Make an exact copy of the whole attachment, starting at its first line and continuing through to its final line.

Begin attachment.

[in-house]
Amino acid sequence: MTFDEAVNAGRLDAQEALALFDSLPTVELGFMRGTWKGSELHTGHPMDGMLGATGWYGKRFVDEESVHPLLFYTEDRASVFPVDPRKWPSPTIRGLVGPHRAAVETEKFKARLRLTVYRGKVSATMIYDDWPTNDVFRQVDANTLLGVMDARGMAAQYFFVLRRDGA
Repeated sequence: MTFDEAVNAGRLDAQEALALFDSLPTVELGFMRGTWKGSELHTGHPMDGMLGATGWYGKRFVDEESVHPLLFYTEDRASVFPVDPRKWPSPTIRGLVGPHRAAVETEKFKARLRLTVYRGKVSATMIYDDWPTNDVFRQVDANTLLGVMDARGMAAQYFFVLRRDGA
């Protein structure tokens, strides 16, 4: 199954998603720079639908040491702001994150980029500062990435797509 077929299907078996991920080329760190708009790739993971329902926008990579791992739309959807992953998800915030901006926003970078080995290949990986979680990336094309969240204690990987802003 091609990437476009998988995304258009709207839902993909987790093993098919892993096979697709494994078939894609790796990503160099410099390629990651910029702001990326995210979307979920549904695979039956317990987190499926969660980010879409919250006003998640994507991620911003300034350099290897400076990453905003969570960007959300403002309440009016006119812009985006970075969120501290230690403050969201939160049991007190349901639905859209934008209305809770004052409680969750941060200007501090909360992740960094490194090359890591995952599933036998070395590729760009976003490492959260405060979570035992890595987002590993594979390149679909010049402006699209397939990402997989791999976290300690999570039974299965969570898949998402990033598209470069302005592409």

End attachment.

[in-house]
Amino acid sequence: MTFDEAVNAGRLDAQEALALFDSLPTVELGFMRGTWKGSELHTGHPMDGMLGATGWYGKRFVDEESVHPLLFYTEDRASVFPVDPRKWPSPTIRGLVGPHRAAVETEKFKARLRLTVYRGKVSATMIYDDWPTNDVFRQVDANTLLGVMDARGMAAQYFFVLRRDGA
Repeated sequence: MTFDEAVNAGRLDAQEALALFDSLPTVELGFMRGTWKGSELHTGHPMDGMLGATGWYGKRFVDEESVHPLLFYTEDRASVFPVDPRKWPSPTIRGLVGPHRAAVETEKFKARLRLTVYRGKVSATMIYDDWPTNDVFRQVDANTLLGVMDARGMAAQYFFVLRRDGA
């Protein structure tokens, strides 16, 4: 199954998603720079639908040491702001994150980029500062990435797509 077929299907078996991920080329760190708009790739993971329902926008990579791992739309959807992953998800915030901006926003970078080995290949990986979680990336094309969240204690990987802003 091609990437476009998988995304258009709207839902993909987790093993098919892993096979697709494994078939894609790796990503160099410099390629990651910029702001990326995210979307979920549904695979039956317990987190499926969660980010879409919250006003998640994507991620911003300034350099290897400076990453905003969570960007959300403002309440009016006119812009985006970075969120501290230690403050969201939160049991007190349901639905859209934008209305809770004052409680969750941060200007501090909360992740960094490194090359890591995952599933036998070395590729760009976003490492959260405060979570035992890595987002590993594979390149679909010049402006699209397939990402997989791999976290300690999570039974299965969570898949998402990033598209470069302005592409």